I followed the series religiously through its three televised season, even navigating the ever-shifting time slots of the doomed third season, its final four episodes aired unceremoniously in a two-hour block on a Friday night. And then we had a long silence of seven years with ongoing rumors and talk of a possible revival or movie. Netflix swept in and brought the series back for its fourth season, a return that was met with mixed feelings by fans. I was one of the people who loved how complex and non-linear the storytelling of season four was. To compensate for actors’ wildly varying schedules, creator Mitch Hurwitz opted for spotlight episodes that focused on a single Bluth and created lots of rewatchability in how labyrinthine the various plots and subplots intertwined. Some viewers were left confused and weren’t prepared for a show that demanded such nuanced viewing and so the chances of a fifth season were left up in the air.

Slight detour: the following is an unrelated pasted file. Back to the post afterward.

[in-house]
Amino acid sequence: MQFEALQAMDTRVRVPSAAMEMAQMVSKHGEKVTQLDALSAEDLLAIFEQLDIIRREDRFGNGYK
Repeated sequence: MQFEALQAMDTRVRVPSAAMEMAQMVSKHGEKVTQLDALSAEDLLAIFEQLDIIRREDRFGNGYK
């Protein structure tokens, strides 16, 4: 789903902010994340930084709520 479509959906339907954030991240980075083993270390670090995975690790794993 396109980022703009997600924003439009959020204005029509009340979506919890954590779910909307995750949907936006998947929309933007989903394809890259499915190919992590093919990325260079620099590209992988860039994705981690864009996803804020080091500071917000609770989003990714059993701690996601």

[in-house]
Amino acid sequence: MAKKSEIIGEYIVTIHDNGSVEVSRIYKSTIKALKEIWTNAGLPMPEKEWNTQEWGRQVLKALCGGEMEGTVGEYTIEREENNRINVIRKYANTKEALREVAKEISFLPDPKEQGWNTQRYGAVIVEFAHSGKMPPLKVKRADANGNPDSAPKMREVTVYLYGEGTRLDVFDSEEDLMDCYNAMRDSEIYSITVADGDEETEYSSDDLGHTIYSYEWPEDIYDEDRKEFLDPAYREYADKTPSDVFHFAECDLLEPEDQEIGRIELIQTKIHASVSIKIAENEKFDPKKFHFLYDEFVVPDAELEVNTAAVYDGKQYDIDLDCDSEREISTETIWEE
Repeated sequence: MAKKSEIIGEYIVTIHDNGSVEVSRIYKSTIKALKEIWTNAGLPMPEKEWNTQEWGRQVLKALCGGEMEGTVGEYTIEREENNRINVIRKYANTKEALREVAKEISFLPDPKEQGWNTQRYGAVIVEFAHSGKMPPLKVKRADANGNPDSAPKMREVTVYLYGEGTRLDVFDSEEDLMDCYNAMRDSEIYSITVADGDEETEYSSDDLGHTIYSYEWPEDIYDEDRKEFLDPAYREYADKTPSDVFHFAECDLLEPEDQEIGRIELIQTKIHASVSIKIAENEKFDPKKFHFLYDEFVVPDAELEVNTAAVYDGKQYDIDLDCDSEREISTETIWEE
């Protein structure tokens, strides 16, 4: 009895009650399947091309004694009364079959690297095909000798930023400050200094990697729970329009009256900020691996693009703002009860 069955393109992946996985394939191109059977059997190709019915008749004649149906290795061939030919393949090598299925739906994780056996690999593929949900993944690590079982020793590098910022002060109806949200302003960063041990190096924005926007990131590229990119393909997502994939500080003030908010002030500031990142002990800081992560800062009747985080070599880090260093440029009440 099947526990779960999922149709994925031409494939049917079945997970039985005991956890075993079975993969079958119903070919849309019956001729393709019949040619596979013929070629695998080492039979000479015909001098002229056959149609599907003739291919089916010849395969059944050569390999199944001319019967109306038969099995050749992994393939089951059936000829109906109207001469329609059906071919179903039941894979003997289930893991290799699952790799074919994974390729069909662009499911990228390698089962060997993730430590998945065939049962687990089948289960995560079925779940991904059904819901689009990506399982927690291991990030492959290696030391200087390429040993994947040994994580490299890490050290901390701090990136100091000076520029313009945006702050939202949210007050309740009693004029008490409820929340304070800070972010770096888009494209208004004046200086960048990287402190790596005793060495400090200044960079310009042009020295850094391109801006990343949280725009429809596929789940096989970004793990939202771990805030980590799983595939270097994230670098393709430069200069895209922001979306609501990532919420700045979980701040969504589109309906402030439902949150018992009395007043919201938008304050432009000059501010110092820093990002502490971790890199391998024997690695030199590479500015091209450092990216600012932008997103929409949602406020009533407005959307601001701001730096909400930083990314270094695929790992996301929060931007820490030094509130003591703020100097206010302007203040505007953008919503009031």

Cut to a sudden announcement from Netflix and Hurwitz in May that a new season of Arrested Development was coming sooner than we realized. This time around, Hurwitz managed to get the majority of the major players in the same room to avoid the ugly green screen issues that plagued moments in season four. The fifth season release was given a prologue in the form of a “remixed” season four which attempted to make the episodes run in a linear fashion. I am not a fan of the recut because I think it dilutes what made season four such a unique and sophisticated piece of television.

Season five is not a return to form that the original three-season run was and we have to be honest that the freshness of those initial episodes just cannot be re-created. In a landscape rife with reboots of fan favorites we have to come to terms with the fact that creators and writers change and as a result are not going to generate facsimiles of their past work. I look at Arrested, in the same way, I viewed Twin Peaks: The Return. After so much time I don’t expect to get a repeat and would be mad if it was just a dull retread. It’s one of the reasons I am so turned off by geek culture at the moment because there is such a clamoring of “fans” to be fed the same meal they’ve already had before. In an age of digital media consumption just revisit what you love. If new content is being made, I expect it to feel fresh and different, with the lightest of touches of familiarity.